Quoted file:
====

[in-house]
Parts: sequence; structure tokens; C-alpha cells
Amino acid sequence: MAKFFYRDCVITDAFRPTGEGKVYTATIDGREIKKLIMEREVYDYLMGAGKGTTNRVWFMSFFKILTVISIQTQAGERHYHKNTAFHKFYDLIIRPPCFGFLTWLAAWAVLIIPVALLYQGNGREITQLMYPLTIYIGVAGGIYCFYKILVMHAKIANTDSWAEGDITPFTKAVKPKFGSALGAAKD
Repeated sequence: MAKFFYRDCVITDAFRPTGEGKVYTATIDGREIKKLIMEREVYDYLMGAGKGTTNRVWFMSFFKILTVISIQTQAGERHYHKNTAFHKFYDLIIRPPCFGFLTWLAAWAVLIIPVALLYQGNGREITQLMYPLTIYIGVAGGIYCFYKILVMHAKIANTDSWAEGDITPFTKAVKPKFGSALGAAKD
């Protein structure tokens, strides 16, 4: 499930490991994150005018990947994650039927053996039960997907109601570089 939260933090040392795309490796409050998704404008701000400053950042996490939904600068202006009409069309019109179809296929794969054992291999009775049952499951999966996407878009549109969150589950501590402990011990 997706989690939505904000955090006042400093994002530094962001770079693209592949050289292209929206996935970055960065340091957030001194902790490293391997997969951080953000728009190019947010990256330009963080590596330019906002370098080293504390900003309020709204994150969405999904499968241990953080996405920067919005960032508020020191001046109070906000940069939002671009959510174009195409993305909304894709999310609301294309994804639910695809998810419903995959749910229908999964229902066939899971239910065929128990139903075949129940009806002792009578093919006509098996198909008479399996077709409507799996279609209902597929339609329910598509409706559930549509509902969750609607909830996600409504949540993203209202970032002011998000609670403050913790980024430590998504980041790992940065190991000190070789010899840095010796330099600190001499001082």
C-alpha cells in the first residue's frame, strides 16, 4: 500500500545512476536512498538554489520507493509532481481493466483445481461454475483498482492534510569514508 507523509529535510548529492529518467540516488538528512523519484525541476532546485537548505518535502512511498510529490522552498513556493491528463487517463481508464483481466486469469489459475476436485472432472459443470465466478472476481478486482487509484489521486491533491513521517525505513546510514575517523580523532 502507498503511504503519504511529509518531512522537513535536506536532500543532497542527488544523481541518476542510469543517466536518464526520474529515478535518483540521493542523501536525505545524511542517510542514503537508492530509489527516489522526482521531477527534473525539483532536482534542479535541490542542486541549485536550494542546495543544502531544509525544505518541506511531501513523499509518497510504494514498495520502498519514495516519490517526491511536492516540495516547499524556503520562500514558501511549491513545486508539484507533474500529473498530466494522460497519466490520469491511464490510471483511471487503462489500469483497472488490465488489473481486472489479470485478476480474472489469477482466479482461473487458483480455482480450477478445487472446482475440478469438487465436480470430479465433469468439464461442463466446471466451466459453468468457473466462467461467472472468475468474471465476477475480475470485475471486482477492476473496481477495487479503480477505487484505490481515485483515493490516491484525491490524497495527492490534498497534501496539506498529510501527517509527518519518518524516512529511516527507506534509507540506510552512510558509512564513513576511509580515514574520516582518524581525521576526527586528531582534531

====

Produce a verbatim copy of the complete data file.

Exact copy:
[in-house]
Parts: sequence; structure tokens; C-alpha cells
Amino acid sequence: MAKFFYRDCVITDAFRPTGEGKVYTATIDGREIKKLIMEREVYDYLMGAGKGTTNRVWFMSFFKILTVISIQTQAGERHYHKNTAFHKFYDLIIRPPCFGFLTWLAAWAVLIIPVALLYQGNGREITQLMYPLTIYIGVAGGIYCFYKILVMHAKIANTDSWAEGDITPFTKAVKPKFGSALGAAKD
Repeated sequence: MAKFFYRDCVITDAFRPTGEGKVYTATIDGREIKKLIMEREVYDYLMGAGKGTTNRVWFMSFFKILTVISIQTQAGERHYHKNTAFHKFYDLIIRPPCFGFLTWLAAWAVLIIPVALLYQGNGREITQLMYPLTIYIGVAGGIYCFYKILVMHAKIANTDSWAEGDITPFTKAVKPKFGSALGAAKD
């Protein structure tokens, strides 16, 4: 499930490991994150005018990947994650039927053996039960997907109601570089 939260933090040392795309490796409050998704404008701000400053950042996490939904600068202006009409069309019109179809296929794969054992291999009775049952499951999966996407878009549109969150589950501590402990011990 997706989690939505904000955090006042400093994002530094962001770079693209592949050289292209929206996935970055960065340091957030001194902790490293391997997969951080953000728009190019947010990256330009963080590596330019906002370098080293504390900003309020709204994150969405999904499968241990953080996405920067919005960032508020020191001046109070906000940069939002671009959510174009195409993305909304894709999310609301294309994804639910695809998810419903995959749910229908999964229902066939899971239910065929128990139903075949129940009806002792009578093919006509098996198909008479399996077709409507799996279609209902597929339609329910598509409706559930549509509902969750609607909830996600409504949540993203209202970032002011998000609670403050913790980024430590998504980041790992940065190991000190070789010899840095010796330099600190001499001082």
C-alpha cells in the first residue's frame, strides 16, 4: 500500500545512476536512498538554489520507493509532481481493466483445481461454475483498482492534510569514508 507523509529535510548529492529518467540516488538528512523519484525541476532546485537548505518535502512511498510529490522552498513556493491528463487517463481508464483481466486469469489459475476436485472432472459443470465466478472476481478486482487509484489521486491533491513521517525505513546510514575517523580523532 502507498503511504503519504511529509518531512522537513535536506536532500543532497542527488544523481541518476542510469543517466536518464526520474529515478535518483540521493542523501536525505545524511542517510542514503537508492530509489527516489522526482521531477527534473525539483532536482534542479535541490542542486541549485536550494542546495543544502531544509525544505518541506511531501513523499509518497510504494514498495520502498519514495516519490517526491511536492516540495516547499524556503520562500514558501511549491513545486508539484507533474500529473498530466494522460497519466490520469491511464490510471483511471487503462489500469483497472488490465488489473481486472489479470485478476480474472489469477482466479482461473487458483480455482480450477478445487472446482475440478469438487465436480470430479465433469468439464461442463466446471466451466459453468468457473466462467461467472472468475468474471465476477475480475470485475471486482477492476473496481477495487479503480477505487484505490481515485483515493490516491484525491490524497495527492490534498497534501496539506498529510501527517509527518519518518524516512529511516527507506534509507540506510552512510558509512564513513576511509580515514574520516582518524581525521576526527586528531582534531